We asked Forum's producers to pick their favorite arts shows from 2013. Here is Senior Producer Dan Zoll's pick:
It's a tough call, but I think my favorite was the interview with Bay Area prankster, broadcast personality, and musician Mal Sharpe as part of our 'First Person' series. I must confess I was already a fan of his work as part of the 1960s comedy duo Coyle and Sharpe and his band Big Money in Jazz. When doing research for the segment, we came across a hilarious TV segment featuring Sharpe 'covering' the 1985 Democratic Convention in San Francisco the night when Geraldine Ferraro was nominated as vice-presidential candidate. To their surprise, Sharpe asked all the gathered delegates and luminaries the same question: 'What is your favorite fish?' The responses were priceless.
On Playing Pranks on People:
"It always did make me a little uncomfortable. [Jim] Coyle was into it a little bit more than me, he lived to put people on... I kind of got into this because I knew how to turn a tape recorder on and off and I loved the imagination of it and the surrealism and the stories, and I loved meeting the people... But we did get criticism on that level and frankly I can understand it... When the sequence was over, we always had to let them know it was a joke and get a release from them and I would say 99 percent of the time they kind of suddenly, because they had been through this improvisational trip on the street, they didn't mind it. Every once in a while there was someone who was bugged with us."
On the Nietzsche Connection:
"When you're young -- I'll tell you, kind of behind it all, you want to have a one-up on grown-ups. You want to pull the wool over people's eyes because you want to feel superior. Coyle was a big reader of [Friedrich] Nietzsche and [Arthur] Schopenhauer and he had this whole thing about dominating people in some strange way with his words."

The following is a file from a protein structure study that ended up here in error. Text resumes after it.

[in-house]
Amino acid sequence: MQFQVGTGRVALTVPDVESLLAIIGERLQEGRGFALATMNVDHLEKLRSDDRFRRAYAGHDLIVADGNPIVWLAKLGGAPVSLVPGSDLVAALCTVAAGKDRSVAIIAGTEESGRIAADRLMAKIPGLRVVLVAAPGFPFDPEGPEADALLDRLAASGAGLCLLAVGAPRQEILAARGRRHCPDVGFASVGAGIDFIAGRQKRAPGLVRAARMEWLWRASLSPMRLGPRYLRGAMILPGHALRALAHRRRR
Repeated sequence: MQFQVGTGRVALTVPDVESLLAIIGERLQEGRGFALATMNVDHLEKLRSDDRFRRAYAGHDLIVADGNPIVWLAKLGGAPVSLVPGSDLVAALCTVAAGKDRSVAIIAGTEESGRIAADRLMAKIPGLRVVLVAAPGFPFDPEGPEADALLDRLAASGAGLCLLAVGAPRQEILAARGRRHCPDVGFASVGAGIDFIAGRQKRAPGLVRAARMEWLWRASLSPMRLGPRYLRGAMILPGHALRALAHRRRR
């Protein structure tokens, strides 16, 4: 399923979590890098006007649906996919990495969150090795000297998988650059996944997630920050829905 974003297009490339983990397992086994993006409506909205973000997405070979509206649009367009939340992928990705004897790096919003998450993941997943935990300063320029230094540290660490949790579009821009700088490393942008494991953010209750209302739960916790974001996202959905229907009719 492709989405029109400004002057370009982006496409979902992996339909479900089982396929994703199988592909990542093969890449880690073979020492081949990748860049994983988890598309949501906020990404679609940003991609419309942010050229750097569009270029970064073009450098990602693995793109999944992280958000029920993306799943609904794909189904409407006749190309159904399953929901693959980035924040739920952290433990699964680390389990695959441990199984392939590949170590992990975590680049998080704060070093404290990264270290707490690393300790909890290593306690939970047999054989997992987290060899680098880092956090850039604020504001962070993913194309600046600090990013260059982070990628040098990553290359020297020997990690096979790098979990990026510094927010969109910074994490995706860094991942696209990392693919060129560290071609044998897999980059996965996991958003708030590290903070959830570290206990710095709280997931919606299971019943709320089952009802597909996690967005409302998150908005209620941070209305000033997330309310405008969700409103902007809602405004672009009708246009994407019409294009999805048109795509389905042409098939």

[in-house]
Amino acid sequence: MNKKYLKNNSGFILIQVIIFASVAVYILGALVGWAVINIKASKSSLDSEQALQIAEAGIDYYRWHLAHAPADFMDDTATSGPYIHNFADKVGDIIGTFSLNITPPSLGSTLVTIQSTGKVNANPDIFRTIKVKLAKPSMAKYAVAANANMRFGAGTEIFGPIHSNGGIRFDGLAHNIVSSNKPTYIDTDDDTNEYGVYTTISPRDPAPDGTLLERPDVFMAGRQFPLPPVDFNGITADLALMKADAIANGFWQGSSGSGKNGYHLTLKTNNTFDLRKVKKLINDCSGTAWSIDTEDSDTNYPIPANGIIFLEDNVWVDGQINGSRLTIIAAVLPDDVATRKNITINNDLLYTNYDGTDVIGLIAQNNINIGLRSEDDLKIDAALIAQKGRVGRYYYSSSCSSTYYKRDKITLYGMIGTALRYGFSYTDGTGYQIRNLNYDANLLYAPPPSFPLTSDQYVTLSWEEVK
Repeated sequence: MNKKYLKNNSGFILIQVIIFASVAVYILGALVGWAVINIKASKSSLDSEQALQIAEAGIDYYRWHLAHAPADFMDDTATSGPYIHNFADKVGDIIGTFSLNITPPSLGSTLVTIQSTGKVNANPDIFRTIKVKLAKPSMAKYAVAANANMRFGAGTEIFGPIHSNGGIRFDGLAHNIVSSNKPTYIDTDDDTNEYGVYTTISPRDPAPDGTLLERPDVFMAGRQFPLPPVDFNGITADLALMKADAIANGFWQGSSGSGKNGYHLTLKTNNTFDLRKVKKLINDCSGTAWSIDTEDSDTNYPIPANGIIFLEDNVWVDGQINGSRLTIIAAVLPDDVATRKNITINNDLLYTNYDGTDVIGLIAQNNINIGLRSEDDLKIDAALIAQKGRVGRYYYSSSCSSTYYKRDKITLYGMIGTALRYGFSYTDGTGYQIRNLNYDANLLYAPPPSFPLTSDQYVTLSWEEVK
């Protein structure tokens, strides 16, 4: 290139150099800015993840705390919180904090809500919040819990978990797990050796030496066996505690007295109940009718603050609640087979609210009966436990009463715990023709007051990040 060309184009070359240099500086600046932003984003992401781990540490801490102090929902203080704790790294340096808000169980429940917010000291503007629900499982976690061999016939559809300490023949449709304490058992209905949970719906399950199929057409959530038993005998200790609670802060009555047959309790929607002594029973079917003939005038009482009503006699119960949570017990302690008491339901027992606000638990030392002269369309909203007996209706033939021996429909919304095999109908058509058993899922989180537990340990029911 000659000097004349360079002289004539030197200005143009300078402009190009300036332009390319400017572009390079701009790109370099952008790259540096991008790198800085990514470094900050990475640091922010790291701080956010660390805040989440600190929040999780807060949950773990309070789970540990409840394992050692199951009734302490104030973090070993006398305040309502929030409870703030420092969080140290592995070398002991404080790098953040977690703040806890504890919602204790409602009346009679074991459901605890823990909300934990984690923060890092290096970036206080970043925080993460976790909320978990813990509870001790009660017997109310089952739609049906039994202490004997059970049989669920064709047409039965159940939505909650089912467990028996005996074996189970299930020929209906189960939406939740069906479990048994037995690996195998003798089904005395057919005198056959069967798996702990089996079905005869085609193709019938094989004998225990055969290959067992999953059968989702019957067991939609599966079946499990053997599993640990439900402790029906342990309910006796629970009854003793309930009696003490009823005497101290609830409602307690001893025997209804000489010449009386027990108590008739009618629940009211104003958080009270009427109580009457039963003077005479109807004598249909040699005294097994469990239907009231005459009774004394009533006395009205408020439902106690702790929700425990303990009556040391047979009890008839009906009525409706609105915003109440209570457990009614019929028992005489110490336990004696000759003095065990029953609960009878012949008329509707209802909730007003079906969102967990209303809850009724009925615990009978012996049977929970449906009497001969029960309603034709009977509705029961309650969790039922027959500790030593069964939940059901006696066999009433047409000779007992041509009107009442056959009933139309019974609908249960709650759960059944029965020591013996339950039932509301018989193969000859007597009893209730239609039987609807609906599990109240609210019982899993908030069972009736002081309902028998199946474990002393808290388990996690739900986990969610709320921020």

On How He Ended Up in San Francisco:
"It was just a whim. I went to graduate school at Michigan State University... I finished the year and I had a few months before I went in the Army... it was right after Korea. And I think I saw an album cover of a Turk Murphy record and there were these really exotic people on the cover with him, bohemians I guess, and I just said 'I don't know... I'll go out to San Francisco' and I just flew out here. I had no idea what the city was like."
On His First Few Weeks in San Francisco:
"I got a job at Macy's after a day or so. After I was here two weeks this girl that worked at Macy's said 'I have a place to live. I think you'll find it interesting,' and I got on the cable car with her and I went up on Powell Street and we got to the top of Nob Hill... She took me to her pad in North Beach where she had a mattress and an orange crate. She lived with a guy she wasn't having sex with, he just slept in the other room, and I just thought 'This is so cool, this is so cool.'"
On Learning Not to Laugh:
"When you have a chance to make money, you keep a straight face. When you're desperate to get some good sequence, you don't laugh."
On How His Work Differed From Candid Camera:
"There was Candid Camera and Steve Allen would go out in front of the Ranch Market in Hollywood and interview people. We were much more surrealistic. We were much more interested in painting the scene of bizarre terror and challenges to the people on the streets of San Francisco. We walked around with a hidden tape recorder for two years before anybody hired us -- in and out of mortuaries and stores, so it was much more of a heady thing I like to think."